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Evergreen Public Schools to cut up to $20 million from budget with details to come at tonight’s meeting

Further details to be shared at tonight’s board meeting

By Griffin Reilly, Columbian staff writer
Published: February 27, 2024, 1:35pm

Evergreen Public Schools is expecting to cut between $16 million and $20 million from its budget for the 2024-2025 school year, according to the district’s website.

This will be the district’s third-straight year requiring millions of dollars in budget reductions.

Board members are expected to discuss an initial draft of the budget reduction plan in a board workshop at the board of directors meeting at 5:30 p.m. today at the Evergreen Public Schools Administrative Service Center, 13413 N.E. LeRoy Haagen Memorial Drive in Vancouver. Community members can also tune in virtually via Zoom, though the workshop discussing the budget will not be streamed.

Evergreen has previewed the impending cuts at board meetings in recent months, pointing to continued declining enrollment, the exhaustion of pandemic-era relief funding and inadequate state funding as reasons for the deficit.

The district has promised to prioritize community feedback and diversity in its decisions about reductions.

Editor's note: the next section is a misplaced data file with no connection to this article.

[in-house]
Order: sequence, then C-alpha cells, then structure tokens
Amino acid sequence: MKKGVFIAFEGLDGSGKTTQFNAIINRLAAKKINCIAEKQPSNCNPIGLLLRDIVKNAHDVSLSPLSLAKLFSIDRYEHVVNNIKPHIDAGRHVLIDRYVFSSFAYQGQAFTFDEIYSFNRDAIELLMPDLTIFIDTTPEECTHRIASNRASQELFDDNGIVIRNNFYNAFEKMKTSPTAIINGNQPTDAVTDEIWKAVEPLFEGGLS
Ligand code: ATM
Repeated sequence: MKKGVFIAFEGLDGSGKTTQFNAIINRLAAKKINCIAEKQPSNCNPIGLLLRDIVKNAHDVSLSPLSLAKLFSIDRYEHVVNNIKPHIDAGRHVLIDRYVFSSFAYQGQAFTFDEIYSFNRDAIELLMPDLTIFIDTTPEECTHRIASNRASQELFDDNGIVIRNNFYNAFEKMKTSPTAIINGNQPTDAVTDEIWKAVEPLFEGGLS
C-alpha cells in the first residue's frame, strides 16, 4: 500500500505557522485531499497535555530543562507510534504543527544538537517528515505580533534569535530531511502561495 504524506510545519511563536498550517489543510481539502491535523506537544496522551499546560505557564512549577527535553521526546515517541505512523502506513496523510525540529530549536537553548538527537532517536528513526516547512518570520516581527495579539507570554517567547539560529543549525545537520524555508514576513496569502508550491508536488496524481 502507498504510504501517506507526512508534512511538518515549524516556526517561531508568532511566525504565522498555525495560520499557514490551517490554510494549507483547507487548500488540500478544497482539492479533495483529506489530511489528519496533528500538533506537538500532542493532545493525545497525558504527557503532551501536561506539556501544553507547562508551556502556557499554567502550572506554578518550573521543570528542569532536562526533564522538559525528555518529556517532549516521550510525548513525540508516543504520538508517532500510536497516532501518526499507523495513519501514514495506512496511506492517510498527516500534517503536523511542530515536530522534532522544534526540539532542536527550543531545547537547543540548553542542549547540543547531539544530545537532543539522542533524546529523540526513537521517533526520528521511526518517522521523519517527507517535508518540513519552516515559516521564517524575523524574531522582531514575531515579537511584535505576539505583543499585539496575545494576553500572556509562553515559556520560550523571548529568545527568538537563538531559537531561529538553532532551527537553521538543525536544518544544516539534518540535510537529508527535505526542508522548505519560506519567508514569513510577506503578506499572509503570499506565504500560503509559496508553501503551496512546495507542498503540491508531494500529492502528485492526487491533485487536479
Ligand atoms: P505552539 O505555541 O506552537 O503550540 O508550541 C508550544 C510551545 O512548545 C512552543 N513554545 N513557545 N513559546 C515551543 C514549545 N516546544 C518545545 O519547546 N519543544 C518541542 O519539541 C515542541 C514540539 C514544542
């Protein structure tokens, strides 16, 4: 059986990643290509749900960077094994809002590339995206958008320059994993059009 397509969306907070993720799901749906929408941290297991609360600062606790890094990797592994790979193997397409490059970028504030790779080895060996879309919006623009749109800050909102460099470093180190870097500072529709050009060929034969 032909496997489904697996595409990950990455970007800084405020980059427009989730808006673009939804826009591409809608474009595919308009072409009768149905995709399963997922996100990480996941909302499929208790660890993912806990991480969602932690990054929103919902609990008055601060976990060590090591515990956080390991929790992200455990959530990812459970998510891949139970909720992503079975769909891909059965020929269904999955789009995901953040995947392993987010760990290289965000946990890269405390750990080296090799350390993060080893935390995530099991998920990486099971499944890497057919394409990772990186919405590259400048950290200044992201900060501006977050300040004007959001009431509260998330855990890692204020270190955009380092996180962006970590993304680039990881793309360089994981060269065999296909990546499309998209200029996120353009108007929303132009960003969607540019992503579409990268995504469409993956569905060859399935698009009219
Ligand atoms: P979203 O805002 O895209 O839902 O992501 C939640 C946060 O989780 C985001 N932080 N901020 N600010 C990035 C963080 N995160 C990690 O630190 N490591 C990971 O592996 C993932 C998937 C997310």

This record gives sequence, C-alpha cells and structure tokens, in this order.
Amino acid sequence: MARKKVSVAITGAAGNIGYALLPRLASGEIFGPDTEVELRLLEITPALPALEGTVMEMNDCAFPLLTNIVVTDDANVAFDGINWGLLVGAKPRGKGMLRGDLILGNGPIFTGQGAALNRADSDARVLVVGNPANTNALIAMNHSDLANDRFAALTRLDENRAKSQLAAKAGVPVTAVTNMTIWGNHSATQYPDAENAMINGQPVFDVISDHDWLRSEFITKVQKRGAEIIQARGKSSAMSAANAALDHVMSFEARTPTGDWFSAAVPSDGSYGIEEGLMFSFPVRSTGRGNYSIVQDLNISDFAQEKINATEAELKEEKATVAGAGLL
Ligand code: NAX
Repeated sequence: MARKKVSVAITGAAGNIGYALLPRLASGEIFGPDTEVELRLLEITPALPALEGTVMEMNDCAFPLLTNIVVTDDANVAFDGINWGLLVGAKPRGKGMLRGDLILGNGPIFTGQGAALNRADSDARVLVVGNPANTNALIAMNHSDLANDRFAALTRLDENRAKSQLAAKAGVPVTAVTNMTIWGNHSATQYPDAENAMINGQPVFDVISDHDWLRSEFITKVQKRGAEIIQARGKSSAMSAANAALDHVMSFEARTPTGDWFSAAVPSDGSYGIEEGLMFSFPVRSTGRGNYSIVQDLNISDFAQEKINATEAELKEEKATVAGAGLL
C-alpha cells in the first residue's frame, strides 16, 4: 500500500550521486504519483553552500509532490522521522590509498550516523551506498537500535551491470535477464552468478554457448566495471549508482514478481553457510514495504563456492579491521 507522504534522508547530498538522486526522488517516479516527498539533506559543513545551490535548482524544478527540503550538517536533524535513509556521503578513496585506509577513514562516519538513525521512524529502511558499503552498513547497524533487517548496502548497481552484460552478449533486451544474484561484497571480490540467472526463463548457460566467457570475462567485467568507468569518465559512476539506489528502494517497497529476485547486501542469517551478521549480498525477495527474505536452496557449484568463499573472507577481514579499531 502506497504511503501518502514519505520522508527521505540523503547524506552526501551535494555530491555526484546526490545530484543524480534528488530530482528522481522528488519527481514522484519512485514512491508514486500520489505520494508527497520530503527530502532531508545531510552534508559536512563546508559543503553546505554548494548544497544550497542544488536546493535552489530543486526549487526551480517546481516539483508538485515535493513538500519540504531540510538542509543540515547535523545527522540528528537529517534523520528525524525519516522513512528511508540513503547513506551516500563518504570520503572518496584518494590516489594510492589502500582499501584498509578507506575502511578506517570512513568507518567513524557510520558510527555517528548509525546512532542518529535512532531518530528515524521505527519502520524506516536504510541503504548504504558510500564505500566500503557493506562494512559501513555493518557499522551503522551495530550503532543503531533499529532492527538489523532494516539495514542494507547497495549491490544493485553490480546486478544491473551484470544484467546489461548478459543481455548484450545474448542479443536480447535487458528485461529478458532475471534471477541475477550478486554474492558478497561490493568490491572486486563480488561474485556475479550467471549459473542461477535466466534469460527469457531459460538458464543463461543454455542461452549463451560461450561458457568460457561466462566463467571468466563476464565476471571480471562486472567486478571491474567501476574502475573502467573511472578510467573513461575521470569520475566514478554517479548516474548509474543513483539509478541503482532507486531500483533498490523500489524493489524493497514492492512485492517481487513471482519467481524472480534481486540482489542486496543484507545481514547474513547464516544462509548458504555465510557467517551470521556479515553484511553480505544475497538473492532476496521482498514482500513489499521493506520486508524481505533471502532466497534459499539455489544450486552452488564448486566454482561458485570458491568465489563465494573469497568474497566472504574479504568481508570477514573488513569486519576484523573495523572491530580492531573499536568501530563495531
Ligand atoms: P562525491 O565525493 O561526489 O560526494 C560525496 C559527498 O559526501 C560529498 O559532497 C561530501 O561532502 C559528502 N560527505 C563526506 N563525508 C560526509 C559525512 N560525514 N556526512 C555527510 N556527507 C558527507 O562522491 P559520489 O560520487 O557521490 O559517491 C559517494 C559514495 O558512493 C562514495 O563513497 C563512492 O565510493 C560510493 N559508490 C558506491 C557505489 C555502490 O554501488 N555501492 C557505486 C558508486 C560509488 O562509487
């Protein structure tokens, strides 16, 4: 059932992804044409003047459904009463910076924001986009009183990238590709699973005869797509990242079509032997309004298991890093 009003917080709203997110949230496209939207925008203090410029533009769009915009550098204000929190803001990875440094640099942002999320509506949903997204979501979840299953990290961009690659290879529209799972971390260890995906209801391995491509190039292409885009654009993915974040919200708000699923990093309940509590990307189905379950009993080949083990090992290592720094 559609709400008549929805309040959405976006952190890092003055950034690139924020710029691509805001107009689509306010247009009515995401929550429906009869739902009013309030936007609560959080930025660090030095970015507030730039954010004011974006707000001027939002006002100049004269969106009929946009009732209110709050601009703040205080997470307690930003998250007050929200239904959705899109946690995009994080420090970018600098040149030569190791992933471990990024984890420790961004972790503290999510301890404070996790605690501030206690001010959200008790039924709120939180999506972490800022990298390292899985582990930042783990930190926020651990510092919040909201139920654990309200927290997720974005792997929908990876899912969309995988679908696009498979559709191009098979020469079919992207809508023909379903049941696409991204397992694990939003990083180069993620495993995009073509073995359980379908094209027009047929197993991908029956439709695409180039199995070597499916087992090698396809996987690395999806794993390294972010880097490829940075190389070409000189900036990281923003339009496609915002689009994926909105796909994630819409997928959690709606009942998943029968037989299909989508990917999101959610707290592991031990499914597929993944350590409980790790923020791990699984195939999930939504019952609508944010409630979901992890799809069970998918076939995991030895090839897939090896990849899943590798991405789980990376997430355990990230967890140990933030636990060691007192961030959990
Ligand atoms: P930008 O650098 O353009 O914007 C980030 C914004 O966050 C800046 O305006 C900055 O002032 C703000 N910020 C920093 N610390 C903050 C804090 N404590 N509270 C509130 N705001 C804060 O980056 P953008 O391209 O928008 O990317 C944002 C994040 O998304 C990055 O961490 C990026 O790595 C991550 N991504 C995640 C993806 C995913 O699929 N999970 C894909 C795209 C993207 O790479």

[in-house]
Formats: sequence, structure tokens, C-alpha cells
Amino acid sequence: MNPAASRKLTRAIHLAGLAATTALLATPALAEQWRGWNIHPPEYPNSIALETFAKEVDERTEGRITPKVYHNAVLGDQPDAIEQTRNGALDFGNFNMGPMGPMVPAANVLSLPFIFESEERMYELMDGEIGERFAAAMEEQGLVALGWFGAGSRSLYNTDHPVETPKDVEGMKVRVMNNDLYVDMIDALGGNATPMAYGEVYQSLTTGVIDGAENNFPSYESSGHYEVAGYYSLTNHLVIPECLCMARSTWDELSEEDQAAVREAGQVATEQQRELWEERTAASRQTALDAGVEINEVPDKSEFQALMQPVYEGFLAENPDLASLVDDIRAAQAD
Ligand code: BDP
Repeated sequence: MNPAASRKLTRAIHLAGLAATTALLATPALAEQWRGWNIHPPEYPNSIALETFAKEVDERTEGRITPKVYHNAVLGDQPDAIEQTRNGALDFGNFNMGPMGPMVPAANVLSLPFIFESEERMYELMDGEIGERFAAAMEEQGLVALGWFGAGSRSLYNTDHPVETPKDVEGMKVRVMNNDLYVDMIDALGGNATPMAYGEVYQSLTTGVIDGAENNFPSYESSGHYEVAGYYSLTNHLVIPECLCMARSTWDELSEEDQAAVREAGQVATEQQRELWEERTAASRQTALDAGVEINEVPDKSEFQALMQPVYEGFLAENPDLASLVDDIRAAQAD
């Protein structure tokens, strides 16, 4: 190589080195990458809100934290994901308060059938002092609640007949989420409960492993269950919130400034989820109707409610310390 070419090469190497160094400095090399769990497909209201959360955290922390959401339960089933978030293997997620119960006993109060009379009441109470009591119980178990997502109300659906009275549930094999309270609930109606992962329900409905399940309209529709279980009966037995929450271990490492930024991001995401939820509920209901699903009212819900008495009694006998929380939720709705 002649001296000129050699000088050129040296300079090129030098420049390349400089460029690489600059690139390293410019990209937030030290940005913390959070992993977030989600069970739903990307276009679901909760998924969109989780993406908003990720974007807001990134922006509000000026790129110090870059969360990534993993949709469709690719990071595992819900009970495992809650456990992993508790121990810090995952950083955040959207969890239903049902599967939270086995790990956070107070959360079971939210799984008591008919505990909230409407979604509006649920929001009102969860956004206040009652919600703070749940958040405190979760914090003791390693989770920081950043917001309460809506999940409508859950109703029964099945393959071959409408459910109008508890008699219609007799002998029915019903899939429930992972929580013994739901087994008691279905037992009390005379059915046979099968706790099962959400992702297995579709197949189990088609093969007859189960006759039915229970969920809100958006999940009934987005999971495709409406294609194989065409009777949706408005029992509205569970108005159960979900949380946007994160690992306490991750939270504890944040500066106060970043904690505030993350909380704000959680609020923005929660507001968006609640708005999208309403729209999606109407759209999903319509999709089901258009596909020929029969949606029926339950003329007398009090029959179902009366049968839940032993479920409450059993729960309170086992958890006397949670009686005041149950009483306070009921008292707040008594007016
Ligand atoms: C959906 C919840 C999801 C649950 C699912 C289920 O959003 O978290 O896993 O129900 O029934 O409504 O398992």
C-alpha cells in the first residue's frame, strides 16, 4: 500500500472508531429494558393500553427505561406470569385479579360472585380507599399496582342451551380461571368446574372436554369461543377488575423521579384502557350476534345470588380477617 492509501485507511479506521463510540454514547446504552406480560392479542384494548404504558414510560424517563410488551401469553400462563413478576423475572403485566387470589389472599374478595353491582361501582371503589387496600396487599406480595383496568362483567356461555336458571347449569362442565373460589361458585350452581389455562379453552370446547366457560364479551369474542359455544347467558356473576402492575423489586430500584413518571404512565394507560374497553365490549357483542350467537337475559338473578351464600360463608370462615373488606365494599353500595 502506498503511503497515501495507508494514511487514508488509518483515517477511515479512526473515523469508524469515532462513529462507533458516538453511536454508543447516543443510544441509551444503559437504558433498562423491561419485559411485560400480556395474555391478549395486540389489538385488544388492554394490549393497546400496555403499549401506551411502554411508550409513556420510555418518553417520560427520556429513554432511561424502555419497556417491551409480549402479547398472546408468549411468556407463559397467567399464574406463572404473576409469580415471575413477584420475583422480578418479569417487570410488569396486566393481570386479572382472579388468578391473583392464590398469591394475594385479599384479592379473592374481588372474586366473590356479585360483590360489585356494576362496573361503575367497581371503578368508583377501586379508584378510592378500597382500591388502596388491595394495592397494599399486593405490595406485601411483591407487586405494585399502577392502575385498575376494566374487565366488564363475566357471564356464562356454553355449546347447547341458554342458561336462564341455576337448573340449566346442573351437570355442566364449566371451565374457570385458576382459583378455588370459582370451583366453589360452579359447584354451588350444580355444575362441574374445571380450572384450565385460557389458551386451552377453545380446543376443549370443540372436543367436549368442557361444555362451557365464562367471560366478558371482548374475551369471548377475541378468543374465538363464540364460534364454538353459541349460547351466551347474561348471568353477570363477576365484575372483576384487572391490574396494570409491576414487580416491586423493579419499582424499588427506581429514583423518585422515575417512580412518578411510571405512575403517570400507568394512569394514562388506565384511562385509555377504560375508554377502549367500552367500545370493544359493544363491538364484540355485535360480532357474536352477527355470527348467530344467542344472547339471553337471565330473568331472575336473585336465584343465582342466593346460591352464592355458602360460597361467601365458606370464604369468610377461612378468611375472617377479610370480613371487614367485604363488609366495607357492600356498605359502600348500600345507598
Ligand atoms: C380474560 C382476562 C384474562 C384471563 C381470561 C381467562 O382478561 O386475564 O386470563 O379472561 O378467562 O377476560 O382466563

Evergreen is not alone in its need to make cuts. Neighboring Vancouver Public Schools — the next largest school district in Southwest Washington — has also previewed necessary budget cuts in recent months. Vancouver expects it will need to make even more drastic cuts of approximately $35 million — amounting to 8 to 10 percent of the district’s budget.

The Washougal School District is also expecting to make reductions. Last week, Washougal Superintendent Mary Templeton agreed to take a $21,000 pay cut for the 2024-2025 school year to help free up dollars in the district’s budget.

Continued reductions

Last year, Evergreen slashed approximately $19 million from its budget — a move that saw the district cut dozens of academic interventionists, paraeducators, media assistants and at-risk advocates, as well as a handful of its athletic directors. The year prior, Evergreen cut about $20 million, amounting to hundreds of other positions lost.

Staff and community members protested last year’s cuts at board meetings in March. They questioned the district’s use of its “equity lens” — a process of framing decision-making that prioritizes diversity — when it cut positions that worked directly with the district’s most at-risk students.

Students, too, took to protesting the loss of librarians and media assistants. On March 17, Cascade Middle School students walked out of class to demonstrate the frustration, holding up signs reading “Save our Librarians” for cars passing on Northeast 18th Avenue and 138th Street.

The district has not yet settled on the specifics of what positions would be cut for the 2024-2025 year. But it indicated in a presentation shared online that recommended reductions would be finalized in March, and employees would be notified by May.